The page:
The sad thing is, this sort of shady behavior might well have been on the way to being curtailed if not for the actions of Sen. Scott Brown (R-MA). After Brown was elected to the senate in 2010, he threatened to join a Republican filibuster of the Dodd-Frank Wall Street Reform and Consumer Protection Act, using that threat to significantly water down the bill. Among the industry-favored concessions he extracted was weakening of the “Volcker rule,” which was meant to curb risky speculative investments that do not benefit customers.
Thanks to Brown’s maneuver, the final bill upped the amount of risky trading big banks like Goldman could engage in, increasing the amount of gambling they’re able to do by billions of dollars. Since then, financial industry lobbyists have been hammering away at the the rule in an attempt to render it completely meaningless.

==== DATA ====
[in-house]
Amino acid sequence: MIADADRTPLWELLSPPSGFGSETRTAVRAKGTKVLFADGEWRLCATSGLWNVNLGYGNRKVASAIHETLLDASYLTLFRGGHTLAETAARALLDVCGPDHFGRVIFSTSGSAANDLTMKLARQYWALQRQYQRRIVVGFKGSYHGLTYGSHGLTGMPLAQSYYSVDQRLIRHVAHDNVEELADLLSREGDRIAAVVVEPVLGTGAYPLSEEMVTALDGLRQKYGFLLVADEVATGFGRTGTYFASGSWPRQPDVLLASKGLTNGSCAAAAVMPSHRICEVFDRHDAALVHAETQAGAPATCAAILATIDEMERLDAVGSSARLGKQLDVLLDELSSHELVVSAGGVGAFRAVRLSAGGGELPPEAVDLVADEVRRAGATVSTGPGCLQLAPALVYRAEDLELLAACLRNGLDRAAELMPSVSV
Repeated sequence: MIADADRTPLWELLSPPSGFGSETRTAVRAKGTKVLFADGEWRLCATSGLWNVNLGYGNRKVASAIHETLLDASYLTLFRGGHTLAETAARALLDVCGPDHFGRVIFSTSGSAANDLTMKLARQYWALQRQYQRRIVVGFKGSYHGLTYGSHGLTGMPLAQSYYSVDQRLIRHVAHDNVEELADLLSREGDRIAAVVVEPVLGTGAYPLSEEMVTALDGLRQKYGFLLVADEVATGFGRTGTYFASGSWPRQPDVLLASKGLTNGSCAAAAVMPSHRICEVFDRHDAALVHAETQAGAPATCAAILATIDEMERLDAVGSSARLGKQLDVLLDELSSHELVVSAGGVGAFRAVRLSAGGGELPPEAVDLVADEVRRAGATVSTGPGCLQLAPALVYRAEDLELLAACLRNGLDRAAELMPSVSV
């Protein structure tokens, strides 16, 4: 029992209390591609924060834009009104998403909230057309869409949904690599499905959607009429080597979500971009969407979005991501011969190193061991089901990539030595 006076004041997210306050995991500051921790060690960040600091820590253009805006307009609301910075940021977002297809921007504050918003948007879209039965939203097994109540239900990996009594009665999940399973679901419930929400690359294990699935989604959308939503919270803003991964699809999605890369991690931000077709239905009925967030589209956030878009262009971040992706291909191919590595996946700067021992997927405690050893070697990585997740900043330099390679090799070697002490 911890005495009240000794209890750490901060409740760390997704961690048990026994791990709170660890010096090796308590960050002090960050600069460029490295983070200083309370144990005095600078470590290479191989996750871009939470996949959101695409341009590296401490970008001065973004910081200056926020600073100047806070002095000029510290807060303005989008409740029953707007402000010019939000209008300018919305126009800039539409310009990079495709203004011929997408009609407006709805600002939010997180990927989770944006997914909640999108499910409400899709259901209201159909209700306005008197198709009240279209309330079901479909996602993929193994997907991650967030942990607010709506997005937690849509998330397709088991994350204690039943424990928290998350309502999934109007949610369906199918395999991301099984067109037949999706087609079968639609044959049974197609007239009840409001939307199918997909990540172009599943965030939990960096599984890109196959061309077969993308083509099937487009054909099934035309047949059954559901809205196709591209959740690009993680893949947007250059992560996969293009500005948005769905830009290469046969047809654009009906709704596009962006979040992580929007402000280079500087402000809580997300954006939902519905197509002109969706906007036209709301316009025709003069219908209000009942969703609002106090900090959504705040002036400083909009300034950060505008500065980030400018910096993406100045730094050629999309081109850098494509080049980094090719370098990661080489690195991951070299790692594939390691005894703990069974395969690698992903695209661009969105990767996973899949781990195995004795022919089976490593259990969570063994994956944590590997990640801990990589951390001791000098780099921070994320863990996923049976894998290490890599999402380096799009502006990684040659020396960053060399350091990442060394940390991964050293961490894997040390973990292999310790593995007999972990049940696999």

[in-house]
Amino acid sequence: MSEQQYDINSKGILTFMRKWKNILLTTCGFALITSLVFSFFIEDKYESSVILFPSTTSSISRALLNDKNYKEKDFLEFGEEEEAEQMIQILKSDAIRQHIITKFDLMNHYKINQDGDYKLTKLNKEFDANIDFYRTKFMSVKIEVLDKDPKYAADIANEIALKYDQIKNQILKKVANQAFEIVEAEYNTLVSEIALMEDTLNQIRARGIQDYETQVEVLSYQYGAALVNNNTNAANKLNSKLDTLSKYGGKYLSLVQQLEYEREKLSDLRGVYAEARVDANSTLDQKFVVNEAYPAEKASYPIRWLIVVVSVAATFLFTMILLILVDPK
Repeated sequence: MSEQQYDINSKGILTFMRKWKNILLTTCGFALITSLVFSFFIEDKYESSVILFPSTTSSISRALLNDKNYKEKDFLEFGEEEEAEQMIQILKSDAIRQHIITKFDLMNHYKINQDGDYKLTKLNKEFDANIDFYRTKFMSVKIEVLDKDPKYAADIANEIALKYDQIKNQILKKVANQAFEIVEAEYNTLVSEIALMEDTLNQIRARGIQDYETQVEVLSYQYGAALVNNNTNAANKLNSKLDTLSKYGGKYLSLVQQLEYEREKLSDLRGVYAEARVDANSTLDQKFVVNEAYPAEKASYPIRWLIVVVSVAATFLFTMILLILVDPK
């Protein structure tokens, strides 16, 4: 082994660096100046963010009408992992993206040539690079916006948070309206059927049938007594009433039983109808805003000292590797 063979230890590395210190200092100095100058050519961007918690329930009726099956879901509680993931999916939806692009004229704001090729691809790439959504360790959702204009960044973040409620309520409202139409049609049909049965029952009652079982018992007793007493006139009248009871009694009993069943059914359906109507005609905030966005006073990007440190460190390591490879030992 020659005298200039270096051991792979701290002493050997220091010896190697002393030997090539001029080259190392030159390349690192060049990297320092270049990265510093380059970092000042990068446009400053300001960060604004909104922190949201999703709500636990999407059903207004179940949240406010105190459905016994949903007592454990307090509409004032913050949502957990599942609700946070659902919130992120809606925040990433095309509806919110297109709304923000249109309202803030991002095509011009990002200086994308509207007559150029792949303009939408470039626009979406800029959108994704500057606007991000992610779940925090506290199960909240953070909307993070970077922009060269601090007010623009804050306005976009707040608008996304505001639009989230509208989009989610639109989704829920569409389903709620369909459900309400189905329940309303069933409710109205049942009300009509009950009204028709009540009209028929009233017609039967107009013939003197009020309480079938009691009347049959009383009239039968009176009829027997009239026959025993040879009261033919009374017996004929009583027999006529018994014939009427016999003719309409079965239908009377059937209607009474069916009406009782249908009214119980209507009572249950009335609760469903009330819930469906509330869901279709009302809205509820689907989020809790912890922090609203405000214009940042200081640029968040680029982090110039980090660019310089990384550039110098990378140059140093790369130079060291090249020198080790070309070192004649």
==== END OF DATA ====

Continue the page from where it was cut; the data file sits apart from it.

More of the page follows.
The financial sector, of course, has repaid Brown with a flurry of campaign contributions. Between contributions from the firm’s leadership PAC and contributions from company employees, Brown has already received more than $40,000 in campaign cash from Goldman Sachs this cycle.